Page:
According to the education board, they will direct a webinar and dialogue about the renaming project. 

“We came together to talk about how we could get students excited about the discussion, and the exciting part about this discussion among club leaders and alumni with the U.S. history students is it’s going to be used as an entry to turnkey some of this information to the middle school students,” Burr said. 

In a Nov. 20 webinar panel, students presented their candidates and offered the reasoning behind their choices.  

“One way we can all reach racial equity within Princeton Public Schools is understanding privilege,” said Ellie van der Schaar, a first-year student at PHS. “We need to work towards eliminating these unconscious biases.” 

Allegra Brannan, also a first-year at PHS, is excited that the school can be renamed for someone who benefited Princeton after it once gave its name to a slave owner.

“Princeton deserves to give this opportunity to someone who did something positive for the community,” Brannan said.

The renaming process should focus less on the perfect person and more on a suitable character. 

PHS first-year Anja Gatzke agreed that the naming process should focus on finding a role model of good character. 

“I was thinking about picking a person who would set the best example for the students to come,” Gatzke said.

In addition to a webinar that solicits student feedback, the board plans to launch a website, where students or members of the community can review the names being considered. 

Developers of the website are adding options to create and collect support for individual suggestions, especially for individuals not listed. Content from strong student projects will be linked to the website.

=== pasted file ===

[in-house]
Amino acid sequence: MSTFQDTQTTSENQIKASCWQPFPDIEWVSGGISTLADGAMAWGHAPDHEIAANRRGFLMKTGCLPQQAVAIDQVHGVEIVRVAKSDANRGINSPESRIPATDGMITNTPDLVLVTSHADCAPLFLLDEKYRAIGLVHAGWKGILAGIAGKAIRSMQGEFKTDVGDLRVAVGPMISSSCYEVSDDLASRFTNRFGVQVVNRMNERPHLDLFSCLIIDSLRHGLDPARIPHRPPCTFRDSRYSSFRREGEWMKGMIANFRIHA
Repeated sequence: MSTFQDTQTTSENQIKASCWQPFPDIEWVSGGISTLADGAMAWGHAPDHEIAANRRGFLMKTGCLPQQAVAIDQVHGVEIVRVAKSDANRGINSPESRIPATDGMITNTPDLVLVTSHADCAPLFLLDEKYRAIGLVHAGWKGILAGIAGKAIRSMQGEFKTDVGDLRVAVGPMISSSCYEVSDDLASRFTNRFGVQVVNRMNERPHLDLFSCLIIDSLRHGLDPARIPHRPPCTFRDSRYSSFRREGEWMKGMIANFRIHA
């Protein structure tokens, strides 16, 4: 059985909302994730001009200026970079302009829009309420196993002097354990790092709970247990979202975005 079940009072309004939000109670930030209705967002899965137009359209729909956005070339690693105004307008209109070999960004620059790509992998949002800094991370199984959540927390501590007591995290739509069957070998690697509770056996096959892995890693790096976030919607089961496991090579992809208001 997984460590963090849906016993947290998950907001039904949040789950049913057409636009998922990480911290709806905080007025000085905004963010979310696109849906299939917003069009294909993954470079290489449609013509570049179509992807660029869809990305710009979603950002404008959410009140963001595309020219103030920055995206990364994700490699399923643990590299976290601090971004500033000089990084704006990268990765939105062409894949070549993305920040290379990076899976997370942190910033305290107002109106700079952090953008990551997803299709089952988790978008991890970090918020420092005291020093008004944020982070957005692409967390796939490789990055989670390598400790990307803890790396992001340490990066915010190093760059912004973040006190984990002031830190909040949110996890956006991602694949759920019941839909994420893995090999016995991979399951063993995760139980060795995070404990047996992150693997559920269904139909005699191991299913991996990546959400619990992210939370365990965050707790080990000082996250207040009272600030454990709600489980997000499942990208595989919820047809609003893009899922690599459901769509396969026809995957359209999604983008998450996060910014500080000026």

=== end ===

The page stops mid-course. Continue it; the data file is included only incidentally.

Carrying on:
“Throughout this process, we have actually seen our list of names grow,” Burr said. 

Using the webinar as an entry point, civics teachers have begun to engage middle school students.

“The renaming committee was invested in the idea that there be a sharing of information from older kids to middle school kids, which eventually comes to our elementary school kids,” Burr said. 

In the week of Dec. 6, civic teachers will assign middle school students a research project to identify potential candidates for the renaming. 

Students are expected to review the assorted list of renaming initiatives or monument removals happening across the country. 

“There’s also talk about engaging high school students as ambassadors serving an advisor capacity for middle school students who are building projects,” Burr said. 

As an end project, students will create a Ken-Burns-style slideshow and documentary film that includes a one-page handout of the reasonings behind their choices. 

Students will present their projects to classmates at school, and the most successful projects, approximately six to eight selections, will be shared during a “community period” that involves a school-wide vote. 

“Community period is a place where we get to know students. It’s a small community and advisory groups, and in this way, we’re hoping to maybe take the list down from 15–18 to a more manageable group of five or six that we share with the remainder of the middle school community,” Burr said. 

The vote will create a list of finalists to rename the school. Then, in February 2021, middle school students will share the projects with fifth-grade classes to help the students transition to middle school. 

Princeton Unified Middle School remains a temporary name until June 2021, the final decision date.